On 22 June 2021, the Centre for Human Rights, University of Pretoria, together with the African Commission on Human and Peoples’ Rights (African Commission), through the mechanism of the Special Rapporteur on the Rights of Women in Africa, IGED-Africa, International Women’s Rights Action Watch (IWRAW) Asia-Pacific, ESCR-Net and GI-ESCR hosted a webinar on marriage and property rights for women in Africa and Asia.
The meeting was convened as a culmination of realisations that women in African and Asian societies face many challenges regarding their access to, and rights to the property during marriage and at the dissolution of the marriage. The workshop adopted a comparative approach, with sharing of experiences and best practices from the two regions. In particular, the African region was sharing the background and importance of the newly adopted General Comment No. 6 of the African Commission on article 7(d) of the Protocol to the African Charter on Human and Peoples’ Rights on the Rights of Women in Africa (Maputo Protocol). The African Commission adopted this general comment to elaborate the rights, and obligations by member states as contained in article 7(d) of the Maputo Protocol, which provides for women’s equal access to the property at the dissolution of a marriage.
The webinar, which was moderated by the Centre, attracted high-level panellists that included, amongst others:
- Commissioner Maria Teresa Manuela, current Special Rapporteur on the Rights of Women in Africa
- Commissioner Soyata Maiga, former Special Rapporteur on the Rights of Women and former Chairperson of the African Commission
- Ms Virginia Bras, former President of the United Nations (UN) Committee on Economic, Social and Cultural Rights
- Prof. Savirtri Goonesekere, former member of the Committee on the Elimination of Discrimination Against Women (CEDAW Committee)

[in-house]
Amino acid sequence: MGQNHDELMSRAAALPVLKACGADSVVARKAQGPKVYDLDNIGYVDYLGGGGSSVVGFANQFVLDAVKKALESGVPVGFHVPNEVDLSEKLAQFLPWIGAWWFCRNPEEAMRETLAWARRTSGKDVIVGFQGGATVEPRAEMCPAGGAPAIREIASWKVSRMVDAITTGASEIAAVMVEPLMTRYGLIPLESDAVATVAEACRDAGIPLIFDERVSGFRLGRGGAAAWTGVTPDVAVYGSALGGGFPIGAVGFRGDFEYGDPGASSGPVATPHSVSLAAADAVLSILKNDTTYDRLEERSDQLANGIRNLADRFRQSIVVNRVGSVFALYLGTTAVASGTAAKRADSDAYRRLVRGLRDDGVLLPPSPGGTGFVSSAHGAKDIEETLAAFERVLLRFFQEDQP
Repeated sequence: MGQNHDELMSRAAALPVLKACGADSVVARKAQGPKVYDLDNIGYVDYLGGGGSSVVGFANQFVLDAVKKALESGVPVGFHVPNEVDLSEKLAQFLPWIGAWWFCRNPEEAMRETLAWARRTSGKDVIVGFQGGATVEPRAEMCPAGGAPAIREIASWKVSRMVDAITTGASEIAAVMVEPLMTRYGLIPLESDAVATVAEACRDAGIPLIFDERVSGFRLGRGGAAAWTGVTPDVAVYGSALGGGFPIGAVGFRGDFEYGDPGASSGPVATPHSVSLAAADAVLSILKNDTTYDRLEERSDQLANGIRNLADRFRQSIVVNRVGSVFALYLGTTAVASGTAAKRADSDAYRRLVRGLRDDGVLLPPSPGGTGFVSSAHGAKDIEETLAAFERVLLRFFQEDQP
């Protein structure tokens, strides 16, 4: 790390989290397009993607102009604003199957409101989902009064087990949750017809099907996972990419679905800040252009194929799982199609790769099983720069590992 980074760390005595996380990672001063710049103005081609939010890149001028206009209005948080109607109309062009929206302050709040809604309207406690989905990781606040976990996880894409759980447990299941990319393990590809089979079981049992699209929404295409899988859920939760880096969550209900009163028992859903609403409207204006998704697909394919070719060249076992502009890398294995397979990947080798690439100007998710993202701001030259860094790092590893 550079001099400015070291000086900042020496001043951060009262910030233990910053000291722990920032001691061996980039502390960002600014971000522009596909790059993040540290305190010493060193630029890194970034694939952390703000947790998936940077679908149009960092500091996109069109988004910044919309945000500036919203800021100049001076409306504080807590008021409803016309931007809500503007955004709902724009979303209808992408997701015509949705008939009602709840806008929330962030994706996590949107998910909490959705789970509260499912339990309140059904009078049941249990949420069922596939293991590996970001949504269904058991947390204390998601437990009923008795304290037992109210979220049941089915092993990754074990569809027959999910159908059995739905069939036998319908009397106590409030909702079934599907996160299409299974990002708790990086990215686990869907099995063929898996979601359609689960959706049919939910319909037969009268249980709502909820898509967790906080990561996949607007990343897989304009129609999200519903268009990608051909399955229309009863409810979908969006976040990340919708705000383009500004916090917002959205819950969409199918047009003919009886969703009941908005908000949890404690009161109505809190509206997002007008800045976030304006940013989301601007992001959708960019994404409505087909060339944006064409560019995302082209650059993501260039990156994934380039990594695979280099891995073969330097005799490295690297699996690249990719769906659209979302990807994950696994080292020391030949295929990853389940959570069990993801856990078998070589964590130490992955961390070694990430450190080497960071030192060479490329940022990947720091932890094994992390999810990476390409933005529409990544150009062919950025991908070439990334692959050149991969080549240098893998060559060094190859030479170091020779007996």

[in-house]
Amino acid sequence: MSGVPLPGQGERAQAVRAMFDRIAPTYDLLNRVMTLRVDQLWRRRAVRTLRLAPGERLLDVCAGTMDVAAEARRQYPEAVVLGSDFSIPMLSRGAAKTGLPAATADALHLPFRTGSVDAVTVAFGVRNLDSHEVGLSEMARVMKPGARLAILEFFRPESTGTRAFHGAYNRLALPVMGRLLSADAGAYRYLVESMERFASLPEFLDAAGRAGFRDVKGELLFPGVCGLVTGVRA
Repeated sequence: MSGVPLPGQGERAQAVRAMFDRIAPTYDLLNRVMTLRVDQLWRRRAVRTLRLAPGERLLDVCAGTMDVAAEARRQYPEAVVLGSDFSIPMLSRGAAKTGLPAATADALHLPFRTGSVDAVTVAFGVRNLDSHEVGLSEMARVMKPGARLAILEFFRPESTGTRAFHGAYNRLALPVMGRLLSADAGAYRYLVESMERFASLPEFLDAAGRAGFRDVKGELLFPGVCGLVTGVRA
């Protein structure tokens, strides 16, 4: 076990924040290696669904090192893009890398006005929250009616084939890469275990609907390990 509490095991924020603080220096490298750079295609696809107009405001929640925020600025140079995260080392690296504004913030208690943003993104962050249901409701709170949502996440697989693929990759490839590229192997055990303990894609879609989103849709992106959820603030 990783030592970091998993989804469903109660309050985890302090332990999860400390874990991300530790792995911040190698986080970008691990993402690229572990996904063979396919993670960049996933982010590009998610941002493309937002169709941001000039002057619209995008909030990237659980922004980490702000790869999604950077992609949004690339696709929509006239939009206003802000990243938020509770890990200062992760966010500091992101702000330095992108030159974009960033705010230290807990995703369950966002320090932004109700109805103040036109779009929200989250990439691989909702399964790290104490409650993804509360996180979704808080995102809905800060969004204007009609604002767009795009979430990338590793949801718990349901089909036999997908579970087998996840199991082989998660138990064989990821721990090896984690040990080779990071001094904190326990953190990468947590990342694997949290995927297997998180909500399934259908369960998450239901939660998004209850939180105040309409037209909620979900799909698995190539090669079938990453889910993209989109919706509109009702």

- Ms Aruna Devi Narain, sitting Member of the CEDAW Committee
As such, the contextual issues were framed from both a global perspective (at the UN level) and a regional perspective in both Africa and Asia. Participants were drawn from several civil society organisations across Africa and Asia working on women’s rights, women’s economic, social, and cultural rights.
The discussions revealed that there are many similar issues that affect women in both regions. The difference is that while Africa has a formalised standard-setting mechanism in the form of the African Commission, the Asian region does not have one. Hence, they must rely on domestic legislation that varies from country to country. However, advocacy efforts in both regions can provide best practices, especially on the framing of issues to include the engagement of grassroots women. This is because they are mostly affected by the cultural and religious impediments to accessing their property rights in marriage.
This was the first of more meetings planned to popularise General Comment No. 6 and the organising partners are working on a joint advocacy campaign based on the outcomes of the meeting.
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